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Loveless Patriarchy

The patriarchal complex of state, society and family converge to deny Hadiya both agency and dignity.

The judiciary’s increasing incline towards Hindu right-wing populism has worrying consequences for feminist judicial activism. A reminder of this is the Supreme Court ruling in the case of a young adult woman, Hadiya from Kerala, who was illegally confined in her natal home after her consensual marriage to an adult male, Shafin Jahan, was declared invalid by the Kerala High Court. The Supreme Court has most unexpectedly involved the National Investigation Agency to investigate whether Hadiya’s marriage of choice may actually be a symptom of a larger conspiracy by the terror outfit Islamic State to recruit youth into its ranks through the intimate weapon of mass conversion, better known as Love Jihad. This has disappointed activists who considered the judiciary as the last standing pillar upholding constitutional values and protecting women’s freedoms.

Hadiya was born a Hindu with the name Akhila Ashokan. She got attracted to Islam in the course of her interactions with Muslim peers when studying for a degree in physiotherapy. She decided to convert to Islam against the will of her parents and lived independently under her new identity as Hadiya. The courts rejected two habeas corpus petitions by her father and endorsed her right to take life-altering decisions. However, this changed when Hadiya got married to Jahan. The Kerala High Court annulled her marriage and granted custody to her parents.

By whipping up conspiratorial fervour, the courts, Hadiya’s parents and right-wing sociopolitical organisations have visibly nullified her fundamental right to life and freedom of association. Repeated statements made by the courts and her parents have infantilised her and rejected her ability to take her own decisions, especially those which violate the writ of her parents over her. Meant to protect women’s freedoms, the courts have not just failed to do so but unwittingly conferred a punishment on Hadiya through confinement under parental custody. She has been barred from contacting her husband and has had to give up her professional practice.

Previous cases of so-called Love Jihad were premised on familiar notions of love being a state of ecstasy, naiveté and audacity. However, Hadiya’s case is not. She was not in love, she had registered herself on a Muslim matrimonial website post conversion, where she met Jahan, a young professional working in Saudi Arabia, and decided to marry him. This is what baffles many. Why would a woman in her right mind go against the grain of societal norms and take such risks? The answer may be a damning one; that women seeking mobility are increasingly realising the lovelessness of Indian families/society, rejecting these and making life choices starkly different and radical from that approved by the latter. While such transgressions have been around for as long as society has existed, globalisation is providing accelerated opportunities for the same. Thus, it may be seen that the new sites for these contestations are small towns and cities in Kerala, West Bengal, Karnataka and Uttar Pradesh where the anti-Love Jihad armies and anti-Romeo squads thrive.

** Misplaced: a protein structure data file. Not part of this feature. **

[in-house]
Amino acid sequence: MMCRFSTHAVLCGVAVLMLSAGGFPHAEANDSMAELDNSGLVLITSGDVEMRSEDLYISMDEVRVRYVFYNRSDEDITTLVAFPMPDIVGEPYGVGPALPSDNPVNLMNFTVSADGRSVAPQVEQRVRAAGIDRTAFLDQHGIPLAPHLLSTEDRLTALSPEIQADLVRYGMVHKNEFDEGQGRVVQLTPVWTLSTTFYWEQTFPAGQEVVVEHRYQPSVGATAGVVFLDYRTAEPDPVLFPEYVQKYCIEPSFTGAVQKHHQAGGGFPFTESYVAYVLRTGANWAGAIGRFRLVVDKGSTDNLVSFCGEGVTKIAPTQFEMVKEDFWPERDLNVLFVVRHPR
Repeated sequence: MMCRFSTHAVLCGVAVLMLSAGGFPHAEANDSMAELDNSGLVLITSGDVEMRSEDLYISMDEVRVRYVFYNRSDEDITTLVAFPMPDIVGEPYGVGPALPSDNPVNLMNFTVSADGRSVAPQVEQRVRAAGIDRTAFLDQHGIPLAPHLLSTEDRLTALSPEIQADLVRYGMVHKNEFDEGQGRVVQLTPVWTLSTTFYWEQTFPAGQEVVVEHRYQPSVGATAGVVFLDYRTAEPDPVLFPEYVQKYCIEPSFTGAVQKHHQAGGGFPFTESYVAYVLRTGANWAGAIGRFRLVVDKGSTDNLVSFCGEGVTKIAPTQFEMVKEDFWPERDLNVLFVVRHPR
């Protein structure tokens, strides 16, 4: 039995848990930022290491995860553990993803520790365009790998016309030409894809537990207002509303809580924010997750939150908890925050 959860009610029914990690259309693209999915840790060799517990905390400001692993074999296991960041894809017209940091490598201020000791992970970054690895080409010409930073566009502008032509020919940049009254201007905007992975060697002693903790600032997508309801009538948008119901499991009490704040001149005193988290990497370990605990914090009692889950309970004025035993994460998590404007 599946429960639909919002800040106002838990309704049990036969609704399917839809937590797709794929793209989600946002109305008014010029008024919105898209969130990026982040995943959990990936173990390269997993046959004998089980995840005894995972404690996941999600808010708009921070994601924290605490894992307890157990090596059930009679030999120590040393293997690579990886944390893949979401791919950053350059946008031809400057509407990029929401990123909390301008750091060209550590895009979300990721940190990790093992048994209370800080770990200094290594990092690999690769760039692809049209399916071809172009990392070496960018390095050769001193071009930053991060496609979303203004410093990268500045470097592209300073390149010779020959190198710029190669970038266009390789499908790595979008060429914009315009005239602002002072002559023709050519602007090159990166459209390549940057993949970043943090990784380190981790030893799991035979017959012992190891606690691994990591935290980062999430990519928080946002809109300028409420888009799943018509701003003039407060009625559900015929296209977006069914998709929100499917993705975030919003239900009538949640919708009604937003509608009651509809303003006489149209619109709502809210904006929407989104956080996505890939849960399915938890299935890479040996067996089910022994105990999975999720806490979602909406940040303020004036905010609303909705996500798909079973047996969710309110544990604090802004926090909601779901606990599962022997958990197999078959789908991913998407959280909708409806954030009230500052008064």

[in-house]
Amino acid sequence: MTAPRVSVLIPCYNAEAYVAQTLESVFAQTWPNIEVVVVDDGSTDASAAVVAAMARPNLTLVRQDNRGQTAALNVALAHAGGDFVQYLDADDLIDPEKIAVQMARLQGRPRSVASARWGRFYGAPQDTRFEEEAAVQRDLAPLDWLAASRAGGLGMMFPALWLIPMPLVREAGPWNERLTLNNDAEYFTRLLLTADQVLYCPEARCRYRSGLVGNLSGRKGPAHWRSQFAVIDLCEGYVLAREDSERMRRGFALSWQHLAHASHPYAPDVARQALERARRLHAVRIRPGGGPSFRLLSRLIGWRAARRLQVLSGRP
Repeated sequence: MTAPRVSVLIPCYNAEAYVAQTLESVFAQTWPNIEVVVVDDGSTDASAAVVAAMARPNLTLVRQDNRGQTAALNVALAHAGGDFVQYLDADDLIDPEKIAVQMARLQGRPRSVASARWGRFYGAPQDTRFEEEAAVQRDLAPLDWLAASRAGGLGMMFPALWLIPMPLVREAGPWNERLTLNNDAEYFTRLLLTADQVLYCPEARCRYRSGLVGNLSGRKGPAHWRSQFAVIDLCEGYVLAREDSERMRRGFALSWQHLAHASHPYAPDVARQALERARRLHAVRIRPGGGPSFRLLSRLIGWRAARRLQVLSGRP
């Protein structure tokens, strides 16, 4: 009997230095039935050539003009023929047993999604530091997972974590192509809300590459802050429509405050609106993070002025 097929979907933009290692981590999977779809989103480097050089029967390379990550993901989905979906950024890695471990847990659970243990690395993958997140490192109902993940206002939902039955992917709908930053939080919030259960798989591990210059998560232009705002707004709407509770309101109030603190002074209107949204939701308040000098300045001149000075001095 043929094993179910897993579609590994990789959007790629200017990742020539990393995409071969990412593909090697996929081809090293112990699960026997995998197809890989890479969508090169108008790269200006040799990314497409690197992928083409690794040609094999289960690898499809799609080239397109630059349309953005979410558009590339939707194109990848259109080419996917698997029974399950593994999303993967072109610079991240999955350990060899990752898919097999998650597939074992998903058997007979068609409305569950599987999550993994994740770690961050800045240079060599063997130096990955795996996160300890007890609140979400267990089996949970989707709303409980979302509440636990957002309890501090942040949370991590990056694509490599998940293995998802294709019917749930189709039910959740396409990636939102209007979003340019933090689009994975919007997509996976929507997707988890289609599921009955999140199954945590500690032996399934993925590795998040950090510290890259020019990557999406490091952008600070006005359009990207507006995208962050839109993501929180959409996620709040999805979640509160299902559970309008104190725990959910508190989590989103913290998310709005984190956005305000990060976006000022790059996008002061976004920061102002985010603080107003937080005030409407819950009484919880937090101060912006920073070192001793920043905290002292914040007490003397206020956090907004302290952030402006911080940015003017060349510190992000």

Naysayers would suggest that the Supreme Court has only asked for an investigative report and not upheld the annulment. However, the investigation is in no way contingent on Hadiya’s confinement and hence, the Court’s move has been widely rejected as complicit in denying her both agency and dignity. It may also be that Jahan is indeed sympathetic to or an outright supporter of the Islamic State just as he may be perfectly patriarchal in his sensibilities too. However, within the many patriarchies women are surrounded by, they are constantly choosing and negotiating power at all times. Denying her the opportunity to make those choices or diluting the power of her choices is a visibly new low that the Indian state has reached with Hadiya’s case. How did this come about?

Feminists and the legal fraternity are particularly rattled. In the past few years, the higher courts have been hailed for setting brave precedents in punishing a range of social and physical/sexual violence against women. The judiciary has been repeatedly touted as the conscience keeper of the nation, especially on the rights of the most marginalised. A whole new phenomenon of judicial acti­vism flourished, vesting faith and confidence in the independence of the judiciary. However, the Hadiya case may just be a fallout of excessive feminist dependence on the judiciary. The judiciary’s invocation of parens patriae jurisdiction (that the state is the parent of the nation) to conduct background checks on Hadiya’s partner of choice to decide the fate of her marriage is but an
extension of the good faith invested by activists and scholars in the courts to secure women’s rights and futures. Judicial activism cannot take the place of grass-roots struggles, mass mobilisation and initiating critical dialogue with communities to effect changes from within. All these efforts must go hand-in-hand to ensure greater security, not surveillance, of women.

Updated On : 4th Sep, 2017


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